False Gods, Silver Bullets and the Myth of Innovation

I am privileged to publish this guest post from the brilliant and lovely Michael Rembach (@mrembach).

In October I stumbled across a blog article about product development using Scrum and the hindering effect that Scrum can have on the innovation process especially if the organisation is fully ‘agile immersed’.  The blog was written by Brian de Haaf (@bdehaaff) who is the co-founder of Aha! – A product management software company.  While the article was well written and brought up many salient points about innovation, I disagree with the overall premise that Scrum may have innovation-limiting behaviours  You can read the original article here zite.to/17HnE4S .

The first thing I’d like to point out is that I agree with the points about innovation in the article.  Innovation practices, such as having a shared vision, engendering trust in your organisation and having a strategic direction are all vital ingredients for success and even more so in technology companies.  The thing about innovation is that it’s a cultural thing and no framework/methodology/philosophy in the world is going to make your company innovative without the desire (or need) to. Having a myopic view of your product because you’re ‘Agile’ misses the point of the delivery focus and discounts the innovation-enabling practices that Agile encourages.

Scrum, and other Agile methodologies, are essentially delivery focussed which is why there is a requirement for product owners to focus strongly on the Sprint cycle and the short-term delivery timeline that it brings.  However, this does not and should not excuse the product owner for not checking that what is being delivered is aligned to the strategic goals for the product or in fact, the organisation.  The two aren’t mutually exclusive and a product owner is responsible for communicating that vision to the project team so that they are aware of the purpose of the product.  Constantly checking in with the vision by all the team should ensure that what is being built doesn’t deviate from the intention of the product’s purpose.  The product owner is simply not performing her role properly if she suffers from the myopic concern with delivery-cycles without also ensuring that the product is meeting its intended strategic objectives.

Rather than inhibiting innovation, I posit that Agile has a number of practices that encourage innovative behaviour:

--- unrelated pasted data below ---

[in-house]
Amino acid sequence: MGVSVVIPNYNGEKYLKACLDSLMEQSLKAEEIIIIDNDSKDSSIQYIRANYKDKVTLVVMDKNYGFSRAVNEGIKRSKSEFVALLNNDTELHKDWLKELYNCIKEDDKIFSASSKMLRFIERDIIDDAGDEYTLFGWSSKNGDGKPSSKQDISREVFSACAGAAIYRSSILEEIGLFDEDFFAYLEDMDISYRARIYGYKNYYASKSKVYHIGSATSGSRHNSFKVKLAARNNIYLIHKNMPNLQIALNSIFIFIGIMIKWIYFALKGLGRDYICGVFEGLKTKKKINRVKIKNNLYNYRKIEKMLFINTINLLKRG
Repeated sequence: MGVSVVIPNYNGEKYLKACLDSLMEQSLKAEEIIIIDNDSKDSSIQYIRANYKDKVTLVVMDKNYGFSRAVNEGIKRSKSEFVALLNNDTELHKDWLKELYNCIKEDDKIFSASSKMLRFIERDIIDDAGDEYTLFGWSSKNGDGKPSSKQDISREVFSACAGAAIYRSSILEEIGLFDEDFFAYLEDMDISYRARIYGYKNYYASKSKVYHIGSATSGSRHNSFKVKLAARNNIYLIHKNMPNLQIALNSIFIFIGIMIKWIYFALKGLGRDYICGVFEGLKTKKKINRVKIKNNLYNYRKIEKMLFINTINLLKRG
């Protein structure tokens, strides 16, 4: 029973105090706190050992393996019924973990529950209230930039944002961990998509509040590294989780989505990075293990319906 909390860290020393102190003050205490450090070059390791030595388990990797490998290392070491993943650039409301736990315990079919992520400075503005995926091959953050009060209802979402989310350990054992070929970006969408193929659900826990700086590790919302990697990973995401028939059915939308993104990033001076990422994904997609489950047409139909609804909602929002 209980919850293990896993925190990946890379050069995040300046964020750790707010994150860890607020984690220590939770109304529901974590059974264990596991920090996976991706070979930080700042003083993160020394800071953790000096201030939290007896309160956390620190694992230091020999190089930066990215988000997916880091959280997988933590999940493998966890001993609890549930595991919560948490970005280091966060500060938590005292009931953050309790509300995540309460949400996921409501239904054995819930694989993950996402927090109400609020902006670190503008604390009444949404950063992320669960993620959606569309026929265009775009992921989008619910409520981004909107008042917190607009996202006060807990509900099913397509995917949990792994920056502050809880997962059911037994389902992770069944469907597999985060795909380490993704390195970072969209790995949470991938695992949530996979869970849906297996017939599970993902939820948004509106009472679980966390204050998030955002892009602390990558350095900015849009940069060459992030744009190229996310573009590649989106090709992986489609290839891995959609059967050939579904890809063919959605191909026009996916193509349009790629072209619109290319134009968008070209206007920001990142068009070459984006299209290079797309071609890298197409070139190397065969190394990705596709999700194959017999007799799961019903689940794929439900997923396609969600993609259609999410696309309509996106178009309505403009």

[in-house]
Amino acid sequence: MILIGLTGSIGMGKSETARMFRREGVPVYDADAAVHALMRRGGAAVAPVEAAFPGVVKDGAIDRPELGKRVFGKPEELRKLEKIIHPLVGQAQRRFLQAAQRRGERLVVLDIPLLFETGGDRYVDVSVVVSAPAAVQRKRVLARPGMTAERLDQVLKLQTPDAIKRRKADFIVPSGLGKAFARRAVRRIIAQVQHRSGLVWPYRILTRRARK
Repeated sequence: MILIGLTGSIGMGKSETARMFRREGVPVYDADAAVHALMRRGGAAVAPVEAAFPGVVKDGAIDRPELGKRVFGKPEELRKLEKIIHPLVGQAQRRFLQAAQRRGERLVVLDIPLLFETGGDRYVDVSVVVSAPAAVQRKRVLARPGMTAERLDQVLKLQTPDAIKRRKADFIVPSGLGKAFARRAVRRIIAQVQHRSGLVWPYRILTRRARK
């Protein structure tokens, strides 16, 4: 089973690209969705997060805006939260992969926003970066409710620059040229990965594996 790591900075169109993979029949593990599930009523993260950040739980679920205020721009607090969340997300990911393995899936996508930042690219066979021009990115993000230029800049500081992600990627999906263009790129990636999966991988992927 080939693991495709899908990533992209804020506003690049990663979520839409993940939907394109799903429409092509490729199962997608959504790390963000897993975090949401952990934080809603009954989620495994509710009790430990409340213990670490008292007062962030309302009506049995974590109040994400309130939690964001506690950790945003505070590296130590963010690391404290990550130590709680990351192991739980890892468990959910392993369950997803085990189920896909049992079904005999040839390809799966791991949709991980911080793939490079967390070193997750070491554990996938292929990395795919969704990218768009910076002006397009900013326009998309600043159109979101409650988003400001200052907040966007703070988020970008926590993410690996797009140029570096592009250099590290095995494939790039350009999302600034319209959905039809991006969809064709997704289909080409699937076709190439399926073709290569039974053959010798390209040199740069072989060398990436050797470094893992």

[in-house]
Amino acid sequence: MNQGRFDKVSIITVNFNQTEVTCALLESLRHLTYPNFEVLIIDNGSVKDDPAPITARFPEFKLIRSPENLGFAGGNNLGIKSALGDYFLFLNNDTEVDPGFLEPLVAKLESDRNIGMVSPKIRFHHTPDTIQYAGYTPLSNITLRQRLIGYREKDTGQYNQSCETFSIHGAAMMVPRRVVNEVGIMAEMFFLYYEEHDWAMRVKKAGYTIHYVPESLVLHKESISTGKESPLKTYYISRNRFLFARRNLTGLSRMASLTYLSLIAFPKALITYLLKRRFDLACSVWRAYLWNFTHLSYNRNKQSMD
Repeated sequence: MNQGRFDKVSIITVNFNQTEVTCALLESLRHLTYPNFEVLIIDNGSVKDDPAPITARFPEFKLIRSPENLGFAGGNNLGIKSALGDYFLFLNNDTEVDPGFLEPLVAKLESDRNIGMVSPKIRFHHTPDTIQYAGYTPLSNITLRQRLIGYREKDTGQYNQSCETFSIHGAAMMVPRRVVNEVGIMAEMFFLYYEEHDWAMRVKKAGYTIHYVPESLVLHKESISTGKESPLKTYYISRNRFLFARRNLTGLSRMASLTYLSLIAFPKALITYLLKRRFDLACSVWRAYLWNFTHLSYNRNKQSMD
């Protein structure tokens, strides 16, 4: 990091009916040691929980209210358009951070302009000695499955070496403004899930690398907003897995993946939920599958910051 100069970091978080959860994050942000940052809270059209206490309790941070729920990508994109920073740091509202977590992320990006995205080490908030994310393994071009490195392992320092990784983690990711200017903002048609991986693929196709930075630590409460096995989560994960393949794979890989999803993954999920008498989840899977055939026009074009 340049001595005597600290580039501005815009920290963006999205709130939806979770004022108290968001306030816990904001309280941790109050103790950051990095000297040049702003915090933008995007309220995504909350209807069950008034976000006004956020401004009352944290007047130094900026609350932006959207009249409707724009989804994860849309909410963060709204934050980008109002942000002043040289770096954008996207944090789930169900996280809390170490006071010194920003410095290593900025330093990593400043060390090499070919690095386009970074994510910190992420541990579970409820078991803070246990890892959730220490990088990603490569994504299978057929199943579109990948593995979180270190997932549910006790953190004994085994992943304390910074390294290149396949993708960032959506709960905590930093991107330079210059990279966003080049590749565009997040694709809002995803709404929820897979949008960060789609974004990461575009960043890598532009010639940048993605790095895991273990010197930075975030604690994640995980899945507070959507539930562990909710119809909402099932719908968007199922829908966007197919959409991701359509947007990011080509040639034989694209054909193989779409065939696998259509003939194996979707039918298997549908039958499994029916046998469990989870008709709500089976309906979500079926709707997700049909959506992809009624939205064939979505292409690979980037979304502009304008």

1. MVP – the primary reason for creating a minimum viable product is to determine that what you’re trying to produce is viable, but it also serves a couple of other important purposes.  The first is prototyping; where you have the opportunity to experiment with your solution, try something small and novel and see if it works and the second; it gives you the opportunity to solicit feedback from your clients, the product ecosystem and anywhere else.  This is a primary source of knowledge for decision-making.
    2. Fast-failure – Agile methodologies allow you to fail quickly and learn some valuable lessons before it costs you too much.  Innovation is all about finding out new ways to do things and failing fast and safely is one of the best ways to forge new paths.
    3. Continuous learning through retrospectives – a learning organisation is an innovative organisation and retrospectives provide an excellent opportunity to improve not only what we are producing (again, you can look at the strategic alignment at the end of every sprint or release cycle), but also how we work together.
    4. Embracing change – if making changes to your product is painful then your ability to be innovative will be too.  Agile methodologies accept that change is inevitable from the get go and therefore provide less resistance to innovating during the development of a product.

Innovation is difficult at the best of times.  As Clayton Christensen illustrates in his famous Innovator’s dilemma, history is filled with the burnt out shell of successful companies that died as a result of not being able to change.  To succeed, innovation needs to be part of the organisations culture.  The premise that progressive change-embracing frameworks like Scrum inhibit innovation does not recognise these aforementioned practices.  Agile won’t make you innovative, but it sure can help encourage it.

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